Mind Your Own Business
March, 2017 - Issue #149
courtesy of Shutterstock
courtesy of Shutterstock

Can an Annuity be Right for You? by Arif M. Halaby
All retirement money should have a job to do. An annuity can be part of the plan for your retirement living, including providing for your monthly income needs and an occasional lump sum distribution.

There are different types of annuities, but all of them can have income benefits and provide guaranteed monthly income. There are a few things to look at if you want to fill the income needs of your retirement years, including whether there are regular increases for cost of living and inflation. If an annuity has a fee associated with it, you may want to think twice. Some of these fees last for the life of the account and can increase each year, ultimately taking from your money you have saved.

If risk and fees are a part of the annuity you are considering, then make sure the guarantees are higher than what you can earn with the other possible accounts that don't have a fee. Most annuities allow you to withdraw a percentage of your account each year without a penalty. Usually it ranges 5 percent to 10 percent per year. If you withdraw more than that during the time frame you select, you may incur charges.

If your income needs are less than 10 percent of the account value, you may never pay a fee to withdraw money. If you have a Fixed Index Annuity, your principal is protected from market declines. That means if the stock market goes down, you don't lose... but if it goes up, your account can earn interest. These Fixed Index Annuities are not designed to make you rich, but they can keep you from being poor.
Arif M. Halaby, CEP is the president and CEO of Total Financial Solutions, Inc., a financial and insurance services company. 753-9683

Women's Conference to Feature Inspiring Voices on March 4
The annual College of the Canyons Women's Conference returns Saturday, March 4 with an exciting lineup of presenters and breakout sessions designed to help inspire attendees to focus on achieving goals and becoming civically-engaged members of their communities. "Inspiring Voices: Making a Difference in an Ever-Changing World" will be held from 8am to 2pm in the Dr. Dianne G. Van Hook University Center.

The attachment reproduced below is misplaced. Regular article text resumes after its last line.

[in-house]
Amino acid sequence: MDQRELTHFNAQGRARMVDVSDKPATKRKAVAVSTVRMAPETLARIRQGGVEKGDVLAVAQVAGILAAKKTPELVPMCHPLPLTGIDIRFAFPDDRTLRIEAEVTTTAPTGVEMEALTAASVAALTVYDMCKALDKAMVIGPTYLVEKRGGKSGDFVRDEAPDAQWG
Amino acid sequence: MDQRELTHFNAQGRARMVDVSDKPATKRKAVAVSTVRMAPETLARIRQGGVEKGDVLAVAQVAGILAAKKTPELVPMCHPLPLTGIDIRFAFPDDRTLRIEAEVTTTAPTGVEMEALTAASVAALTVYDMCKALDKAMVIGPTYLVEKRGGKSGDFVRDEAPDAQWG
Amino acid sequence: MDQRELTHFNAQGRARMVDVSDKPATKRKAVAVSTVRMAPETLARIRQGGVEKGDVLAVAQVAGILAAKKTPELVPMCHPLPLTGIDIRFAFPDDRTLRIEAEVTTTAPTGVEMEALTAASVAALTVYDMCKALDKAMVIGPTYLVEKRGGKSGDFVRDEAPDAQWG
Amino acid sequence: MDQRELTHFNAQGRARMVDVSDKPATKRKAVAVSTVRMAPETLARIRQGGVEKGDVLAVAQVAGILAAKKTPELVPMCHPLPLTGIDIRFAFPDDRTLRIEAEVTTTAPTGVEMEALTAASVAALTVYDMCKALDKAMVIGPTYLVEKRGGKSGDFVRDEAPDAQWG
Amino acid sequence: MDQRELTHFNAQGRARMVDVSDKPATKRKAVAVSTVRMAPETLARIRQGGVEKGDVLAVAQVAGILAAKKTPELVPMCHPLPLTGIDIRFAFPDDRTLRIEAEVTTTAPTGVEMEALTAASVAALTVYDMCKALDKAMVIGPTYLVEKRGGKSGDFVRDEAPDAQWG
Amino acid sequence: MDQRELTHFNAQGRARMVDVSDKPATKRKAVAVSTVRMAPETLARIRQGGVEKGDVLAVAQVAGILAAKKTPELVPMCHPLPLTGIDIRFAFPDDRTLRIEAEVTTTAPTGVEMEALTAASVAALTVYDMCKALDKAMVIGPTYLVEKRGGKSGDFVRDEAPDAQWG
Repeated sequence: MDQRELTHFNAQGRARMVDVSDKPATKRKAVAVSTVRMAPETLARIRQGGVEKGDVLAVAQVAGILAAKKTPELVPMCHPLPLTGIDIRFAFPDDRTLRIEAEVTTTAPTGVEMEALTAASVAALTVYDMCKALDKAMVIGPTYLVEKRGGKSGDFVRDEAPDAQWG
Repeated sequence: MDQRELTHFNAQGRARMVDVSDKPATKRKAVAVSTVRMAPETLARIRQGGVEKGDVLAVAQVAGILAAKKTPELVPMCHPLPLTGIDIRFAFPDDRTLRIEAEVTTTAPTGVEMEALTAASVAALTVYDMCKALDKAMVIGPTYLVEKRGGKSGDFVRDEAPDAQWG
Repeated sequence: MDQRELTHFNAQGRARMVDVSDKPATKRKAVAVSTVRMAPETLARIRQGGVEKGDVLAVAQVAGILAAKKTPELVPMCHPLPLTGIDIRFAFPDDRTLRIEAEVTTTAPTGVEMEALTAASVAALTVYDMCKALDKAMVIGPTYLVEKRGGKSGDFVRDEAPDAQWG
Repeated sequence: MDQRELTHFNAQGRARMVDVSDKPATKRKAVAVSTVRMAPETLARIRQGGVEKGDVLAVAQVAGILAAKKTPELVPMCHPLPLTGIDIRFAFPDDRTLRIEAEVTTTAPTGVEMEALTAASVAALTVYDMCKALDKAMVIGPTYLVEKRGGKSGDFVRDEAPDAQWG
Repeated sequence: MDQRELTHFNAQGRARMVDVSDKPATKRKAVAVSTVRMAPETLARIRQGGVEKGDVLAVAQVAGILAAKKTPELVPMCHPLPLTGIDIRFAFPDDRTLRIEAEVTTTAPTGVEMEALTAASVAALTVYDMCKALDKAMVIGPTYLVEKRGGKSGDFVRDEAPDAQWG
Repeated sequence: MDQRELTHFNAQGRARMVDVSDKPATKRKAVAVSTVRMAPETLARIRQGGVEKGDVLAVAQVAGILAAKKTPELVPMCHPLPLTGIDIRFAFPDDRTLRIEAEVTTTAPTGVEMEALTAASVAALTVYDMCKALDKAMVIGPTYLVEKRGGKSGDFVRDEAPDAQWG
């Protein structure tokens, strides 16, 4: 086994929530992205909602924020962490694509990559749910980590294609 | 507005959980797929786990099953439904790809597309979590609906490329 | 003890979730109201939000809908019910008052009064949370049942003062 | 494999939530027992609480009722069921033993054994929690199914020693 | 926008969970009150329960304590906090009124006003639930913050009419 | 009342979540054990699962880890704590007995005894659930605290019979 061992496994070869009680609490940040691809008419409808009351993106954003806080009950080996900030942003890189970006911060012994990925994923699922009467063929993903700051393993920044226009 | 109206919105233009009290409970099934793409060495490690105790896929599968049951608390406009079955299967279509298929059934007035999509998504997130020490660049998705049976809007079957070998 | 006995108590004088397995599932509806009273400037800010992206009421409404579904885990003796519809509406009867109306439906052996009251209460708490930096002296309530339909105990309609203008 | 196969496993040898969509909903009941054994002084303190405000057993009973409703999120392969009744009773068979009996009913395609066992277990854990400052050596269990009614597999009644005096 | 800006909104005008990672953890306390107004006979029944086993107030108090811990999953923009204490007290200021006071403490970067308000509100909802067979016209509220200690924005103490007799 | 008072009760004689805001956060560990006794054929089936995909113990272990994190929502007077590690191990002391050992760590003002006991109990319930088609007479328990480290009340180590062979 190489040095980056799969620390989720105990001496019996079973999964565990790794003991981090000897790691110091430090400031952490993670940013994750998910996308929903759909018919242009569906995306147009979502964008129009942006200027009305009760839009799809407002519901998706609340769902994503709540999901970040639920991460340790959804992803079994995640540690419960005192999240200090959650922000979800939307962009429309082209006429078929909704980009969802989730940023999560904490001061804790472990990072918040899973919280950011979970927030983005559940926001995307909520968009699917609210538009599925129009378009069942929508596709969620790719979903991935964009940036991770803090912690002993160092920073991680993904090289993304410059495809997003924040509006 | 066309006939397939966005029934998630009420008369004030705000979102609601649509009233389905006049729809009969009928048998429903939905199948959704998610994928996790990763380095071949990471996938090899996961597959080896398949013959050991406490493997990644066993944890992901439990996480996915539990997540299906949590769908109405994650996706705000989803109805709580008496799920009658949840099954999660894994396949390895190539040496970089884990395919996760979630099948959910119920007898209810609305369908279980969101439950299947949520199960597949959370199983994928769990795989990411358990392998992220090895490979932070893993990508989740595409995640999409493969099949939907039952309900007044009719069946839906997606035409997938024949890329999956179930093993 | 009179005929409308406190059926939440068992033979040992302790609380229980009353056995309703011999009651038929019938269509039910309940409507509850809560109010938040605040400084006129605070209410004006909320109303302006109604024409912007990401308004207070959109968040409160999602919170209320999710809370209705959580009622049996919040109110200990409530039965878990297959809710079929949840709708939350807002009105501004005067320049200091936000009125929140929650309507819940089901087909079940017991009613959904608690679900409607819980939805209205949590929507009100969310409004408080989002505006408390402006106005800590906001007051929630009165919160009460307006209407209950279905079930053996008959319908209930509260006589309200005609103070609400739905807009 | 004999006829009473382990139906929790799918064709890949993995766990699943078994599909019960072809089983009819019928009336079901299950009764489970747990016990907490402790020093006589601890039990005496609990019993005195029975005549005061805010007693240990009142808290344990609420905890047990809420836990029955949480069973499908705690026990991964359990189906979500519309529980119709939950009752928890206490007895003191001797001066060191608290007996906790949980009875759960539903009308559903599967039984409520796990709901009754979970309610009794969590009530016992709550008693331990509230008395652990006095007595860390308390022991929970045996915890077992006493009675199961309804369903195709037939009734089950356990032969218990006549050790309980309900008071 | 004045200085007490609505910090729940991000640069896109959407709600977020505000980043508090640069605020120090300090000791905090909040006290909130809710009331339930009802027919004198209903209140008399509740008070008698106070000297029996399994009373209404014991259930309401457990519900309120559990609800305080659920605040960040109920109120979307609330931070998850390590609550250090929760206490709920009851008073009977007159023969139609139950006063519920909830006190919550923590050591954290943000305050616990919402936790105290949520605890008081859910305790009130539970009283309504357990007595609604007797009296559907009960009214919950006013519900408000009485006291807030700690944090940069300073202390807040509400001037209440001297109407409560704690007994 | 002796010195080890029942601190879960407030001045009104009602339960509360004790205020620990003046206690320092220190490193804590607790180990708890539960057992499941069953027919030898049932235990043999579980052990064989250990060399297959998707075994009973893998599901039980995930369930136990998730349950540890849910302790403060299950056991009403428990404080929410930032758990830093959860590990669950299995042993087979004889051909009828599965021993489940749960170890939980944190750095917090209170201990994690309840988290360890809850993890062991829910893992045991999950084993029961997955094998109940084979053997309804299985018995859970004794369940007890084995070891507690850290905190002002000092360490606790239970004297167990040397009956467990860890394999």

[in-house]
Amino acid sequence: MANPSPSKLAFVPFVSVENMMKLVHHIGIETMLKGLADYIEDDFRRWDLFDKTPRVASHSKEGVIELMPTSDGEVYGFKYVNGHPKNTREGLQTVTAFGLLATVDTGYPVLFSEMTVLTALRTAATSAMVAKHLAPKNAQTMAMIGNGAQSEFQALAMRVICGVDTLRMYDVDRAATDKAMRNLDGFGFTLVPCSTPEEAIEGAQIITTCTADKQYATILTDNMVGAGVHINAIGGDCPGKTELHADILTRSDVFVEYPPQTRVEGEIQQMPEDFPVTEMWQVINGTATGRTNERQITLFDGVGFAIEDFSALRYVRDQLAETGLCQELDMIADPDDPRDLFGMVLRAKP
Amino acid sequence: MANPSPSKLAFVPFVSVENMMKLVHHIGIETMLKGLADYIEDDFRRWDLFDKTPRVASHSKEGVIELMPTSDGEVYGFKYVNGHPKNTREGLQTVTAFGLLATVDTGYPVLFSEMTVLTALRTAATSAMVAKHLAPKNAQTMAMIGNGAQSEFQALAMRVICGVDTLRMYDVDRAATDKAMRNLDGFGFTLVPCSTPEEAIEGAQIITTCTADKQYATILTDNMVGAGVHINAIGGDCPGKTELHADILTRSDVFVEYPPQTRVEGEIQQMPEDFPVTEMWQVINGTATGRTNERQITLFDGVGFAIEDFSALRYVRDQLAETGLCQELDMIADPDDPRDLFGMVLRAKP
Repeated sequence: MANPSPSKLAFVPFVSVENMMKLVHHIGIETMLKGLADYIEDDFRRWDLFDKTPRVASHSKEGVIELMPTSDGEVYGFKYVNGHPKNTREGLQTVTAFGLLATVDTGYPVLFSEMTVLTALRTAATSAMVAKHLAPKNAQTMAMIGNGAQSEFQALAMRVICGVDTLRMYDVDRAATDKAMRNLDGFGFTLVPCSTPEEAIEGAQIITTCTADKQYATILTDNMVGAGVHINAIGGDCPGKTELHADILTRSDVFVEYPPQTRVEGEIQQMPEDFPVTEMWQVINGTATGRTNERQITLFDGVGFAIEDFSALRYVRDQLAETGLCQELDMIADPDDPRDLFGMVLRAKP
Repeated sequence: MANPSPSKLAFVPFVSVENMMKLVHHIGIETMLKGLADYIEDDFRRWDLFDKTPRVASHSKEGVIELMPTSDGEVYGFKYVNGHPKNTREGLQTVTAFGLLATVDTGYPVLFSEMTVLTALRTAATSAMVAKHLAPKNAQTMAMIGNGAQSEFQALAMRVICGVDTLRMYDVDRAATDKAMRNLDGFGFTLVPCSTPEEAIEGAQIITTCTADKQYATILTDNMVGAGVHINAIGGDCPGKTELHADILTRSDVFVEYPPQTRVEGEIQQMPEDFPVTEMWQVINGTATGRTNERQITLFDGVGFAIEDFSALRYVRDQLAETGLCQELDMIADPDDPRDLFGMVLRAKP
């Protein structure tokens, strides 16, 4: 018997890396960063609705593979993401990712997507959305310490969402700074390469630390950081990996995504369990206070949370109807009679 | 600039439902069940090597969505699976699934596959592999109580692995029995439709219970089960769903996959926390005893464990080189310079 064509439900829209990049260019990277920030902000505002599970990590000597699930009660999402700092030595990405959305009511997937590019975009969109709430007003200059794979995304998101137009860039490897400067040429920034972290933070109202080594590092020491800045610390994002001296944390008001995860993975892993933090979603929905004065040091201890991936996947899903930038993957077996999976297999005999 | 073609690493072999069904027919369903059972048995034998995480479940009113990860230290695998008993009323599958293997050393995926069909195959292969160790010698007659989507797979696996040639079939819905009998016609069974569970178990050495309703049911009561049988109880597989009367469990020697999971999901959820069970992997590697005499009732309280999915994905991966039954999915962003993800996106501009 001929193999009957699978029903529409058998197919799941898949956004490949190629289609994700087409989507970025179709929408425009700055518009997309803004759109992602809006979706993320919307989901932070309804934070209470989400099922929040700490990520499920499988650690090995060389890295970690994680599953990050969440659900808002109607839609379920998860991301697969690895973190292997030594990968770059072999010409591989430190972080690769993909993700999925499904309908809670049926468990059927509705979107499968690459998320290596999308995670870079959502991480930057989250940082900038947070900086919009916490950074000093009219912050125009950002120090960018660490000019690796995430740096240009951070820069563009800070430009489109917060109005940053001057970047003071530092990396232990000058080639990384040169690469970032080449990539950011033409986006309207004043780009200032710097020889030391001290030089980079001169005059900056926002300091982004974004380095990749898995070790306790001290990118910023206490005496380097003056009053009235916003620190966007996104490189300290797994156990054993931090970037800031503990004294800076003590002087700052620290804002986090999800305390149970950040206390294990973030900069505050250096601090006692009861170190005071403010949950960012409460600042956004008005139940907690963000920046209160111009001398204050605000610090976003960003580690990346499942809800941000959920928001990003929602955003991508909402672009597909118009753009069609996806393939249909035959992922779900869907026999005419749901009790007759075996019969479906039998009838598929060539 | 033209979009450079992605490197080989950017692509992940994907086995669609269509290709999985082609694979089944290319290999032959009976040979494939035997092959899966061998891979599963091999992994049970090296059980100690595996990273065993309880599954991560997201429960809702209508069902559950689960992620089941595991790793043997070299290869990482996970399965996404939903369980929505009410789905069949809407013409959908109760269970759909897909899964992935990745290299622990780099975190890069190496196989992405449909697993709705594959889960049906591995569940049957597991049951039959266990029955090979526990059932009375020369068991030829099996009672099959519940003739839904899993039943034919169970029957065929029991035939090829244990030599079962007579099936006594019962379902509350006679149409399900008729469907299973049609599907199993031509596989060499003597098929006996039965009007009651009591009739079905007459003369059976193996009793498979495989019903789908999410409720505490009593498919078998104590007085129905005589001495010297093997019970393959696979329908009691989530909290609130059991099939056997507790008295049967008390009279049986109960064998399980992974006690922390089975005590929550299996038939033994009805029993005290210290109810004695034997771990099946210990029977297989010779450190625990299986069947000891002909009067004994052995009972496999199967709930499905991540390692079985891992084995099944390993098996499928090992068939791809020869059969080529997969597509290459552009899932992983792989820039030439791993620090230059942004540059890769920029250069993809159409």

"This year's conference will offer sessions on a broad range of topics of interest to women and focus on following your passion and getting involved in non-profit organizations in our community and beyond," said Dr. Diane Fiero, assistant superintendent/vice president, human resources at the college. "We want the women of our community to hear from our inspiring speakers and walk away with great ways they can make a difference in this world." Attendees will benefit from breakout sessions throughout the day covering a wide range of topics, including healthy relationships, women entrepreneurs, grief and loss, dress for success, healthy body image, suicide prevention, elder care and law, life balance, makeup tips, creating a professional network/mentoring program and more. Kim Goldman, executive director of the Santa Clarita Valley Youth Project, will be the conference's keynote speaker. A vendor alley with more than 20 booths will feature for-sale items such as women's clothing, jewelry, makeup, hats, handbags, personalized home decor, handmade leather gifts, healthy snacks and other items.

Interested in Creating a Trust? Here's How to Start
The universal phrase I hear clients say when they finish signing their trust is always: "That was easier than I thought it would be."

At the beginning, though, the thought of creating a trust can feel overwhelming. Where do I start? Who do I call? Do I need a trust or a will - and what's the difference? What old paperwork do I need to locate to be able to do this? Having to face these questions commonly leads to procrastination and delay in creating your trust for even years at a time, putting your family at risk of facing an expensive, time-consuming probate and other difficulties.

Fortunately, getting started is easy. First, simply call an experienced estate-planning attorney and set an appointment, which typically lasts around an hour and a half. At the appointment you will go through a comprehensive questionnaire and discuss your family goals with your attorney, who will provide experience, guidance and different options for you to consider that are specific to you. From there, your attorney will create your trust and set a time with you for one final appointment to sign, usually a few weeks after the initial appointment. After the signing appointment you're done and the trust only requires minor upkeep over the years. Chances are, you'll find it easier than you thought it
would be, too.
Edward O'Hare, attorney-at-law, of Group One Legal, PC. 284-5000
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